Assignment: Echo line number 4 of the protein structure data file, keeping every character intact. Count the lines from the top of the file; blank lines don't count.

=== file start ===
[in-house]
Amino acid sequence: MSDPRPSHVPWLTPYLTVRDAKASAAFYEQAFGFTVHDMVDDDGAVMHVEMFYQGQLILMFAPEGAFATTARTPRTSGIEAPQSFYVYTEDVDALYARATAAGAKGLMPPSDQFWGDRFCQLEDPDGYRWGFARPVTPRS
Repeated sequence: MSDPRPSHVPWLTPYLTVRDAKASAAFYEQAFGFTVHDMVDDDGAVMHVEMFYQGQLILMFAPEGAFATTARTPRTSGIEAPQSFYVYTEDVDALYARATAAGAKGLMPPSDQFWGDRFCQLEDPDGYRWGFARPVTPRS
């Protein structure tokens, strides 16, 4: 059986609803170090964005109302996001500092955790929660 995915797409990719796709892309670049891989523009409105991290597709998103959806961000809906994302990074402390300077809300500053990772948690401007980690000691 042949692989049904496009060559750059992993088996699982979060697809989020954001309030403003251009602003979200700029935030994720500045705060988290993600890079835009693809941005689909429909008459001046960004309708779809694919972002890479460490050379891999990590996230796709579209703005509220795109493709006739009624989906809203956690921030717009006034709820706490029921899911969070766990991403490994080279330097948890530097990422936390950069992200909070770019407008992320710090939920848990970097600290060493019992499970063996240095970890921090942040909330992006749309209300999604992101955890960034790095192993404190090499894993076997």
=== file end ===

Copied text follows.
């Protein structure tokens, strides 16, 4: 059986609803170090964005109302996001500092955790929660 995915797409990719796709892309670049891989523009409105991290597709998103959806961000809906994302990074402390300077809300500053990772948690401007980690000691 042949692989049904496009060559750059992993088996699982979060697809989020954001309030403003251009602003979200700029935030994720500045705060988290993600890079835009693809941005689909429909008459001046960004309708779809694919972002890479460490050379891999990590996230796709579209703005509220795109493709006739009624989906809203956690921030717009006034709820706490029921899911969070766990991403490994080279330097948890530097990422936390950069992200909070770019407008992320710090939920848990970097600290060493019992499970063996240095970890921090942040909330992006749309209300999604992101955890960034790095192993404190090499894993076997």